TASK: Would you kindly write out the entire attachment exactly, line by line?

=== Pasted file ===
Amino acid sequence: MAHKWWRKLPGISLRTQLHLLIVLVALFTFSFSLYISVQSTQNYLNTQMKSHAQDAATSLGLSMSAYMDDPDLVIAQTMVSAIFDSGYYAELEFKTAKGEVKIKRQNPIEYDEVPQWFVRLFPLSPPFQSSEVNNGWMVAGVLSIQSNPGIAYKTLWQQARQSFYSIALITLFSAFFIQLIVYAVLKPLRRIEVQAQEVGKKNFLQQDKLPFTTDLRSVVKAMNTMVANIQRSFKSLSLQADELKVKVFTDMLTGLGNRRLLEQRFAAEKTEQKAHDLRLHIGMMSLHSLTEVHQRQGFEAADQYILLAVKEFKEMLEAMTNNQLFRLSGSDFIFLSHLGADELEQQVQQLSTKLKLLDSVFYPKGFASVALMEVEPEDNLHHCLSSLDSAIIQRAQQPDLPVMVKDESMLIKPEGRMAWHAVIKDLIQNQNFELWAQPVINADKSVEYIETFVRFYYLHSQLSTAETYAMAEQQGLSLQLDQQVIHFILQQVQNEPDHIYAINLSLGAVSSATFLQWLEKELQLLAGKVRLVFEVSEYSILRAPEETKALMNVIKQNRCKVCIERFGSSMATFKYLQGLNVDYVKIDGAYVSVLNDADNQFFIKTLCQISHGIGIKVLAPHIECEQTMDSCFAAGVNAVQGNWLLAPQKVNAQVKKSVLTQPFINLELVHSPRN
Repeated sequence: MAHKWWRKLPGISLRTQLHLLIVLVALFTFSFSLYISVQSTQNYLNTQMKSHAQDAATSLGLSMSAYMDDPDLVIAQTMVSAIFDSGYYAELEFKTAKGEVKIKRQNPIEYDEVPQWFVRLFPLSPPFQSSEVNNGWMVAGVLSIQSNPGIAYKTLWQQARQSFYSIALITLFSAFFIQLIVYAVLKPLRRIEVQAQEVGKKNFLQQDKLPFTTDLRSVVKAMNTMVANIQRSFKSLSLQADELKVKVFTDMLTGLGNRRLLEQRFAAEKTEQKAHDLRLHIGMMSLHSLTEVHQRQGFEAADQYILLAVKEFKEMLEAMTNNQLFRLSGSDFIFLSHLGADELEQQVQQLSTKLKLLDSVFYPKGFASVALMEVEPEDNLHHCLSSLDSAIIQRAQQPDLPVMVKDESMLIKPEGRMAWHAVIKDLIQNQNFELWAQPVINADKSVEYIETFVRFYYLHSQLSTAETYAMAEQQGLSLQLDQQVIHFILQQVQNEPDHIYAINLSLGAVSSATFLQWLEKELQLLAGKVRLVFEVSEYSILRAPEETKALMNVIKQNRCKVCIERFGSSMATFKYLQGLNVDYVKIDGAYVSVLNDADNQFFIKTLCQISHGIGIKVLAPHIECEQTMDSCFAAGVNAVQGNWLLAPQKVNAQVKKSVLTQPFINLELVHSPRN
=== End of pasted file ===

Amino acid sequence: MAHKWWRKLPGISLRTQLHLLIVLVALFTFSFSLYISVQSTQNYLNTQMKSHAQDAATSLGLSMSAYMDDPDLVIAQTMVSAIFDSGYYAELEFKTAKGEVKIKRQNPIEYDEVPQWFVRLFPLSPPFQSSEVNNGWMVAGVLSIQSNPGIAYKTLWQQARQSFYSIALITLFSAFFIQLIVYAVLKPLRRIEVQAQEVGKKNFLQQDKLPFTTDLRSVVKAMNTMVANIQRSFKSLSLQADELKVKVFTDMLTGLGNRRLLEQRFAAEKTEQKAHDLRLHIGMMSLHSLTEVHQRQGFEAADQYILLAVKEFKEMLEAMTNNQLFRLSGSDFIFLSHLGADELEQQVQQLSTKLKLLDSVFYPKGFASVALMEVEPEDNLHHCLSSLDSAIIQRAQQPDLPVMVKDESMLIKPEGRMAWHAVIKDLIQNQNFELWAQPVINADKSVEYIETFVRFYYLHSQLSTAETYAMAEQQGLSLQLDQQVIHFILQQVQNEPDHIYAINLSLGAVSSATFLQWLEKELQLLAGKVRLVFEVSEYSILRAPEETKALMNVIKQNRCKVCIERFGSSMATFKYLQGLNVDYVKIDGAYVSVLNDADNQFFIKTLCQISHGIGIKVLAPHIECEQTMDSCFAAGVNAVQGNWLLAPQKVNAQVKKSVLTQPFINLELVHSPRN
Repeated sequence: MAHKWWRKLPGISLRTQLHLLIVLVALFTFSFSLYISVQSTQNYLNTQMKSHAQDAATSLGLSMSAYMDDPDLVIAQTMVSAIFDSGYYAELEFKTAKGEVKIKRQNPIEYDEVPQWFVRLFPLSPPFQSSEVNNGWMVAGVLSIQSNPGIAYKTLWQQARQSFYSIALITLFSAFFIQLIVYAVLKPLRRIEVQAQEVGKKNFLQQDKLPFTTDLRSVVKAMNTMVANIQRSFKSLSLQADELKVKVFTDMLTGLGNRRLLEQRFAAEKTEQKAHDLRLHIGMMSLHSLTEVHQRQGFEAADQYILLAVKEFKEMLEAMTNNQLFRLSGSDFIFLSHLGADELEQQVQQLSTKLKLLDSVFYPKGFASVALMEVEPEDNLHHCLSSLDSAIIQRAQQPDLPVMVKDESMLIKPEGRMAWHAVIKDLIQNQNFELWAQPVINADKSVEYIETFVRFYYLHSQLSTAETYAMAEQQGLSLQLDQQVIHFILQQVQNEPDHIYAINLSLGAVSSATFLQWLEKELQLLAGKVRLVFEVSEYSILRAPEETKALMNVIKQNRCKVCIERFGSSMATFKYLQGLNVDYVKIDGAYVSVLNDADNQFFIKTLCQISHGIGIKVLAPHIECEQTMDSCFAAGVNAVQGNWLLAPQKVNAQVKKSVLTQPFINLELVHSPRN